Reporting trial and error from research leading to published results

Others, please specify




QUESTION VI.
Does the concept of negative results apply only to quantitative methods?
Yes
No
Don't know




QUESTION VII.
Would qualitative research benefit from more systematic reporting of negative results?
Yes
No
Don't know




QUESTION VIII.
Are negative results generated in your research area sufficiently well-defined for systematic reporting?
Yes
No
Don't know



QUESTION IX.
In what form should negative results in your research area be published?

A publication mostly or entirely dedicated to negative results
An online forum and database reporting trial and error by researchers along with othe
A small section in your preferred methodology journal
No publication - informal communication is sufficient



QUESTION X.
To which type of publication would you be most likely to contribute the negative results of your own research?
A publication mostly or entirely dedicated to negative results
An online forum and database reporting trial and error by researchers along with othe
A small section in your preferred methodology journal
No publication - informal communication is sufficient




QUESTION XI.
Which would you be most likely to read and recommend to your library?
A publication mostly or entirely dedicated to negative results
An online forum and database reporting trial and error by researchers along with other types of negative results
A social science methodology journal also reporting negative results
None of the above




QUESTION XII.
In what context would published negative results be most useful to you?
As teaching material
As reference for research in general (both new and ongoing interests)
As a resource to inform the choice of new research topics
As an outlet for submitting unpublished research results
As a curiosity at most

Other:




QUESTION XIII.
Who is responsible to make datasets of published and unpublished studies available to other researchers?
Each researcher on his webpage
Journals in specific subfields
The major associations in each discipline
National research communities
A central data archive
Response to individual data requests from colleagues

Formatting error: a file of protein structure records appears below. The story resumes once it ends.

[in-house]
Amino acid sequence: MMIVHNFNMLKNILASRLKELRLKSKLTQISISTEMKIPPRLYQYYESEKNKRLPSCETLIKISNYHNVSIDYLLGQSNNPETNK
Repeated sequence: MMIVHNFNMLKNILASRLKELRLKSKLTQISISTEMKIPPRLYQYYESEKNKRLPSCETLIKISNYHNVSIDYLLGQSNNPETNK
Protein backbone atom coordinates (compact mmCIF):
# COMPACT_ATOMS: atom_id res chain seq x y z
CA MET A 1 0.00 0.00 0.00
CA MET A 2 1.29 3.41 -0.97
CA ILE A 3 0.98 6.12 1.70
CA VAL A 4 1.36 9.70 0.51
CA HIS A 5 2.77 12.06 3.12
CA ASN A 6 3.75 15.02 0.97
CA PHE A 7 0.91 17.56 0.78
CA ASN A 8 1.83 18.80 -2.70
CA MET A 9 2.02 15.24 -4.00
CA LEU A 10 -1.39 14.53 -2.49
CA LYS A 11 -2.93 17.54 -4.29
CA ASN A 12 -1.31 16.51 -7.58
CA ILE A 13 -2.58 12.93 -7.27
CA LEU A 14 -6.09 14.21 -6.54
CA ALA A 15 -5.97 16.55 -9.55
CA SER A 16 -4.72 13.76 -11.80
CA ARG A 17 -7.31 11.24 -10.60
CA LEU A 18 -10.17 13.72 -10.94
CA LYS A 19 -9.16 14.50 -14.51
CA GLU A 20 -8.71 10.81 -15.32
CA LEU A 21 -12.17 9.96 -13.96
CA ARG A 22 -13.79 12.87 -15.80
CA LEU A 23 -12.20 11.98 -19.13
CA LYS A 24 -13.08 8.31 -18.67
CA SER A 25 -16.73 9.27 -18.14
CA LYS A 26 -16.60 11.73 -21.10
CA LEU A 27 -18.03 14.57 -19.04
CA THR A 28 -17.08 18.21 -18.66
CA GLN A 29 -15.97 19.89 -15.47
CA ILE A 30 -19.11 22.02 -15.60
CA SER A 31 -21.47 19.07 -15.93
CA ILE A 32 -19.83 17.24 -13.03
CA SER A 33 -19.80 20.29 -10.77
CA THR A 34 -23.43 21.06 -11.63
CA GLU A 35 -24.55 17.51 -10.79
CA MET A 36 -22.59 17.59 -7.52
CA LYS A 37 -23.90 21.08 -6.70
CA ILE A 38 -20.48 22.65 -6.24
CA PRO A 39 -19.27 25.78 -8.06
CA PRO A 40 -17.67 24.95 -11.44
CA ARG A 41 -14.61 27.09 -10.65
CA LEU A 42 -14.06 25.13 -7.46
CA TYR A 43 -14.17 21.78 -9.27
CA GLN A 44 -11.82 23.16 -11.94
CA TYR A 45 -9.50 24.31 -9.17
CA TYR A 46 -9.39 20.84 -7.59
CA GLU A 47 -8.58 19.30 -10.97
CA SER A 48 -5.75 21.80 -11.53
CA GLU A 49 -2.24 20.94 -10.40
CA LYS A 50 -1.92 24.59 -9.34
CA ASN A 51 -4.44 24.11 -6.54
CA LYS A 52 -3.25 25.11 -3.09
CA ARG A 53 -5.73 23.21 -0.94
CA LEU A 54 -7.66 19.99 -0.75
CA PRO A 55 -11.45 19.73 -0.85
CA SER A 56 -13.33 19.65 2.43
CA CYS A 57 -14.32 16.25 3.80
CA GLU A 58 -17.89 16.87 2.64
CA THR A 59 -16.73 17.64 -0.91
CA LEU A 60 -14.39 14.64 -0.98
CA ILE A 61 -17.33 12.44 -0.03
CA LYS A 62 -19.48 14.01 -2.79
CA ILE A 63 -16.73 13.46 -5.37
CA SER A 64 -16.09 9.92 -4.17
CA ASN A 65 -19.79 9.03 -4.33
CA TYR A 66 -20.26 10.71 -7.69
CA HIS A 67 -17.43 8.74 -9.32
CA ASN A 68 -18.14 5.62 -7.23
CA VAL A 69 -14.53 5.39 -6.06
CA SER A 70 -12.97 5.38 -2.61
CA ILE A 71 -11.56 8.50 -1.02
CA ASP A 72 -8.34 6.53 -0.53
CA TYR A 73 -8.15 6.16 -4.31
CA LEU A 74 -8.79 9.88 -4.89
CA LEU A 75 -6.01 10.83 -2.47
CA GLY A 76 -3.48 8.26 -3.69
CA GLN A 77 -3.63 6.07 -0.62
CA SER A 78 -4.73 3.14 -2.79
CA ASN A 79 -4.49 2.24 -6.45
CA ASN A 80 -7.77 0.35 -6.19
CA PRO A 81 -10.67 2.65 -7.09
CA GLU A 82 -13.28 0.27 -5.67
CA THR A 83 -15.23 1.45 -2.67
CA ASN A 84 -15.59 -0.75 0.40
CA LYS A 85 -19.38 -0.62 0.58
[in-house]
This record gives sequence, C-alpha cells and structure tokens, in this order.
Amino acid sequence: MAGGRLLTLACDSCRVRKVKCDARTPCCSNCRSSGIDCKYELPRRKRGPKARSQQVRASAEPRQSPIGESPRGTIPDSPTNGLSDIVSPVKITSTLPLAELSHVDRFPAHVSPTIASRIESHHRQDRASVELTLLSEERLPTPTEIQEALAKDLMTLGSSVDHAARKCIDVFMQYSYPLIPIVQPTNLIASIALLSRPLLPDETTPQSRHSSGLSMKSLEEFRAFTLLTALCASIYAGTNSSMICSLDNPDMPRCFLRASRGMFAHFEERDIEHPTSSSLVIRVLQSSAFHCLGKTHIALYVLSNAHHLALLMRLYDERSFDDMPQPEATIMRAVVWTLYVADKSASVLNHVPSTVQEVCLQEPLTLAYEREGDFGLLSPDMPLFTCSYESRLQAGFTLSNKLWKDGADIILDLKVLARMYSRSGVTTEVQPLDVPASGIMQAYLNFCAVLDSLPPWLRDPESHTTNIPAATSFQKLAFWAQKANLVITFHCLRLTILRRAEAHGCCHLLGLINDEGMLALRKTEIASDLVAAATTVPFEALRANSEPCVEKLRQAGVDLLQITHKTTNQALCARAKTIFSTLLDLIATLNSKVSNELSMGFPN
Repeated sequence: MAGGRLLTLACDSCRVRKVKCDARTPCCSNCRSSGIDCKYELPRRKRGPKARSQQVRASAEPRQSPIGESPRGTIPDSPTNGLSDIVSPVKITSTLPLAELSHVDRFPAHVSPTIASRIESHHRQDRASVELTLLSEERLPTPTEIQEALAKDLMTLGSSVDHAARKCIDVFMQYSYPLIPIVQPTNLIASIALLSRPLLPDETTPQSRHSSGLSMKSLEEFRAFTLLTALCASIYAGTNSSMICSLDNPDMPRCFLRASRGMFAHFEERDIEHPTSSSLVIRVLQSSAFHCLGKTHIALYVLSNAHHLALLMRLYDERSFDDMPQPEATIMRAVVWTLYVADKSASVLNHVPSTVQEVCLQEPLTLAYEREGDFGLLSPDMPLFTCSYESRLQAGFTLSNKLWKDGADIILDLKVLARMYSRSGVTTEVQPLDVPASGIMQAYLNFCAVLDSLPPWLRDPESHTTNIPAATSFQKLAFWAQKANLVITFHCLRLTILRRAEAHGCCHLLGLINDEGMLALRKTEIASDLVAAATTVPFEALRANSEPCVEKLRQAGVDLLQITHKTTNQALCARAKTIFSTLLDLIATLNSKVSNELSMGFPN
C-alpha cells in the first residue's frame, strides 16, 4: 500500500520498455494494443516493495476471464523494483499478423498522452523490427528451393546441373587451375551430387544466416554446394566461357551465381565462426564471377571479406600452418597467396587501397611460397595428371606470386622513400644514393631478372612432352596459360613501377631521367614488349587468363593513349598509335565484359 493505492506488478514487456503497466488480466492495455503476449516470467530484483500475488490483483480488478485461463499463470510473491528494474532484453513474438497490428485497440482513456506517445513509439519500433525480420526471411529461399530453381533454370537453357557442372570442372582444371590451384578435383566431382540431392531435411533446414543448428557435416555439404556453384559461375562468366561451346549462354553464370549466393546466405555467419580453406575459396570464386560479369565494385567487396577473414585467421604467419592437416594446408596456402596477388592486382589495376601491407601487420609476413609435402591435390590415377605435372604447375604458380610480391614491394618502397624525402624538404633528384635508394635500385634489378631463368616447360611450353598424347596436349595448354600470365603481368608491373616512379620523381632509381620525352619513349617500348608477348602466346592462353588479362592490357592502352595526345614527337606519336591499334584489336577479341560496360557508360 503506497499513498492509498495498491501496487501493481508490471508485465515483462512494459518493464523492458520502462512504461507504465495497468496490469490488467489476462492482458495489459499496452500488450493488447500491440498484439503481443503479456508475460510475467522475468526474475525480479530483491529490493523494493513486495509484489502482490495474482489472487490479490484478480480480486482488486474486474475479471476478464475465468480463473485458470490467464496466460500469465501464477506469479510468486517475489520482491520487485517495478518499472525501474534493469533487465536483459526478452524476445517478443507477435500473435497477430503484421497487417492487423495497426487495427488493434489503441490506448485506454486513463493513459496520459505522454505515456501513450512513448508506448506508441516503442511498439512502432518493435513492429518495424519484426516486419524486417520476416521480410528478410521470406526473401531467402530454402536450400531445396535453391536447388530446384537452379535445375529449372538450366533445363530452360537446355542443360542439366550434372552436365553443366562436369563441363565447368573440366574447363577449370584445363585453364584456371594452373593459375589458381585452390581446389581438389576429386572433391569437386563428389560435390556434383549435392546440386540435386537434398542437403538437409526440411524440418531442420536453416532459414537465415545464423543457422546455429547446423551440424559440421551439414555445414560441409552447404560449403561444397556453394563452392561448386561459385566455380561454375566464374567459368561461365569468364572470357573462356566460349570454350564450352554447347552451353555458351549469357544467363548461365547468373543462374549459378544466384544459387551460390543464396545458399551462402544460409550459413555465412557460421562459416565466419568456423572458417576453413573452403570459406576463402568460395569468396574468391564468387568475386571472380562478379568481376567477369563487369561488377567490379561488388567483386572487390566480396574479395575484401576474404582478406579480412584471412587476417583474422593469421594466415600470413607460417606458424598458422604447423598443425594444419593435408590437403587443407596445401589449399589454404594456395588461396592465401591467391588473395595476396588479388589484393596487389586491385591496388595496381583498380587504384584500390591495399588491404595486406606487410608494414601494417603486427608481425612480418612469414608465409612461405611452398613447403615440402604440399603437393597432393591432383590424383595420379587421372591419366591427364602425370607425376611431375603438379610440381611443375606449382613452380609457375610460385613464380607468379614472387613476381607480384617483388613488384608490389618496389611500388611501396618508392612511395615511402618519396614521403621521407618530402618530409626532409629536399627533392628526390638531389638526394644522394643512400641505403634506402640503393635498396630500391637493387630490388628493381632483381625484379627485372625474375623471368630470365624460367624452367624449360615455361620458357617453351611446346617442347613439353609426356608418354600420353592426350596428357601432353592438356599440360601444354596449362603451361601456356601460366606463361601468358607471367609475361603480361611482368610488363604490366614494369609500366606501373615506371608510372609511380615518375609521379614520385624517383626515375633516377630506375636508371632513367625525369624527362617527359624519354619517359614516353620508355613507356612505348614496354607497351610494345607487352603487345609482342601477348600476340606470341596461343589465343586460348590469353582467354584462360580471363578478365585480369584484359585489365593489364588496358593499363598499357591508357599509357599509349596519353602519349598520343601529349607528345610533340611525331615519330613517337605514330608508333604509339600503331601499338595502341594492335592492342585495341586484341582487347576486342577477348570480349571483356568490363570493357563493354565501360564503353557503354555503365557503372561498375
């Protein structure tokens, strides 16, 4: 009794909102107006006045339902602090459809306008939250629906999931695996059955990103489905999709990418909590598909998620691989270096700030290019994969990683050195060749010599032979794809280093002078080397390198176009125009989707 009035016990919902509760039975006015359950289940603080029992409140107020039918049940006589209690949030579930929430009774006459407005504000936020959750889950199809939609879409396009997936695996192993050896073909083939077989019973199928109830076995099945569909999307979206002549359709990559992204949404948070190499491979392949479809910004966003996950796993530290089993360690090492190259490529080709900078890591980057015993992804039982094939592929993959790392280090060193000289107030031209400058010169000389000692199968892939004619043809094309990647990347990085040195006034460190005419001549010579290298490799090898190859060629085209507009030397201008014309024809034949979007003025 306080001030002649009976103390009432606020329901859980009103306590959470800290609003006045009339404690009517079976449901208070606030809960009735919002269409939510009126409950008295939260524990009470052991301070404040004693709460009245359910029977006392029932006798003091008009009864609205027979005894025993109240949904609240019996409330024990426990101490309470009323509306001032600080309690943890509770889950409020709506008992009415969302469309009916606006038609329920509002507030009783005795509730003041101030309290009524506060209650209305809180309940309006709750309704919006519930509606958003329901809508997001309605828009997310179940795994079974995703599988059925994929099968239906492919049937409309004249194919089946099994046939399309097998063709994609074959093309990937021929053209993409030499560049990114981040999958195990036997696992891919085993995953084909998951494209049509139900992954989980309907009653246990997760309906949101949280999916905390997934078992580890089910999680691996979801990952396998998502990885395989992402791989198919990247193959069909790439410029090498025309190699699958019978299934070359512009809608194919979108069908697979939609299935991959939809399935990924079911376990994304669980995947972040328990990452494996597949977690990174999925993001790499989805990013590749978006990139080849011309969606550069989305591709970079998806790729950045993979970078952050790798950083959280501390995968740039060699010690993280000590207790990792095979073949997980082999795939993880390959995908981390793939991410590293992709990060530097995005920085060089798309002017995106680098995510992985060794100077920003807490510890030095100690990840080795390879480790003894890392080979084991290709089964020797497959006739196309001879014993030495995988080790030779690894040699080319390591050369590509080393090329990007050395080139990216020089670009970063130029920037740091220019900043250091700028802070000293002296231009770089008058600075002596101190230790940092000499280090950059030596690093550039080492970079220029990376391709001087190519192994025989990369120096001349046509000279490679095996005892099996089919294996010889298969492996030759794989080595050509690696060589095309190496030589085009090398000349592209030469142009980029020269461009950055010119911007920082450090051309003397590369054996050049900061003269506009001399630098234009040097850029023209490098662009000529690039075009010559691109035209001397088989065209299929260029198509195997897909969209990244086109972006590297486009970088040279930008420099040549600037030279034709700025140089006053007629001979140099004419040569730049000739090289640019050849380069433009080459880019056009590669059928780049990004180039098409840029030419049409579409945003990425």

All good ideas, but most researchers will not make their data available




QUESTION XIV.
Would you consult an online registry in which you could find abstracts/reports about all unpublished results?
Yes
No
Don't know




QUESTION XV.
Do you feel that students or academics in other areas of the social sciences than yours would benefit from access to currently unreported research results?
Yes
No
Don't know





QUESTION XVI.
Please include any further comments.





To allow us to make better use of your response, please tell us a bit about yourself:

What is your primary position?
Graduate student
Post-doc / Researcher
Lecturer / Instructor
Professor



What is your primary field and sub-fields of research and/or teaching (social science discipline)?



How would you describe your primary research and/or teaching methods or approach?



What academic journals do you refer to most frequently?

1.

2.

3.

4.



How has this survey reached you?


You may send this response anonymously. If you wish to disclose your identity, please fill in the following
form:

Name and Surname:

Institutional Affiliation:

Email address:


Would you be interested in receiving a summary of the survey's results?
Yes.
No.


Would you like to be included on the JSpurC mailing list?
Yes.
No.



Thank you very much for your time and consideration.


Survey created and managed using the Survey Builder, one of the tools from the Roy Rosenzweig Center for History and New Media